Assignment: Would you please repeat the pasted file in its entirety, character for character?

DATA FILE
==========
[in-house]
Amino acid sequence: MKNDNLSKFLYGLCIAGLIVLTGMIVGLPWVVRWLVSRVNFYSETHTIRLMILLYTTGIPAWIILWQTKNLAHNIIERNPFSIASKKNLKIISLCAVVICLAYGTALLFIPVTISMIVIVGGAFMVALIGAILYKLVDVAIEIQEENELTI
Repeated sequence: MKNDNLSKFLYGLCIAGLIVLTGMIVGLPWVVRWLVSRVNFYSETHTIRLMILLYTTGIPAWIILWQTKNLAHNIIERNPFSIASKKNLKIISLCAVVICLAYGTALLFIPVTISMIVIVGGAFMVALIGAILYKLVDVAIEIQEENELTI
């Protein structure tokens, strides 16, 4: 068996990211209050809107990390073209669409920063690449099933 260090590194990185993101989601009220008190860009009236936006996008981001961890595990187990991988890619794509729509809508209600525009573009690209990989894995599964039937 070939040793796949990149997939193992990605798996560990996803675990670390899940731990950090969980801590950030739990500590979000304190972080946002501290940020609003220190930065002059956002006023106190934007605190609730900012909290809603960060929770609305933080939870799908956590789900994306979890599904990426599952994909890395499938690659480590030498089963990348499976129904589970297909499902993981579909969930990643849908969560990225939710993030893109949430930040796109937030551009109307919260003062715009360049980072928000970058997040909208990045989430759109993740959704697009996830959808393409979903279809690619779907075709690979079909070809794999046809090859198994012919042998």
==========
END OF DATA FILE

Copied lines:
[in-house]
Amino acid sequence: MKNDNLSKFLYGLCIAGLIVLTGMIVGLPWVVRWLVSRVNFYSETHTIRLMILLYTTGIPAWIILWQTKNLAHNIIERNPFSIASKKNLKIISLCAVVICLAYGTALLFIPVTISMIVIVGGAFMVALIGAILYKLVDVAIEIQEENELTI
Repeated sequence: MKNDNLSKFLYGLCIAGLIVLTGMIVGLPWVVRWLVSRVNFYSETHTIRLMILLYTTGIPAWIILWQTKNLAHNIIERNPFSIASKKNLKIISLCAVVICLAYGTALLFIPVTISMIVIVGGAFMVALIGAILYKLVDVAIEIQEENELTI
């Protein structure tokens, strides 16, 4: 068996990211209050809107990390073209669409920063690449099933 260090590194990185993101989601009220008190860009009236936006996008981001961890595990187990991988890619794509729509809508209600525009573009690209990989894995599964039937 070939040793796949990149997939193992990605798996560990996803675990670390899940731990950090969980801590950030739990500590979000304190972080946002501290940020609003220190930065002059956002006023106190934007605190609730900012909290809603960060929770609305933080939870799908956590789900994306979890599904990426599952994909890395499938690659480590030498089963990348499976129904589970297909499902993981579909969930990643849908969560990225939710993030893109949430930040796109937030551009109307919260003062715009360049980072928000970058997040909208990045989430759109993740959704697009996830959808393409979903279809690619779907075709690979079909070809794999046809090859198994012919042998």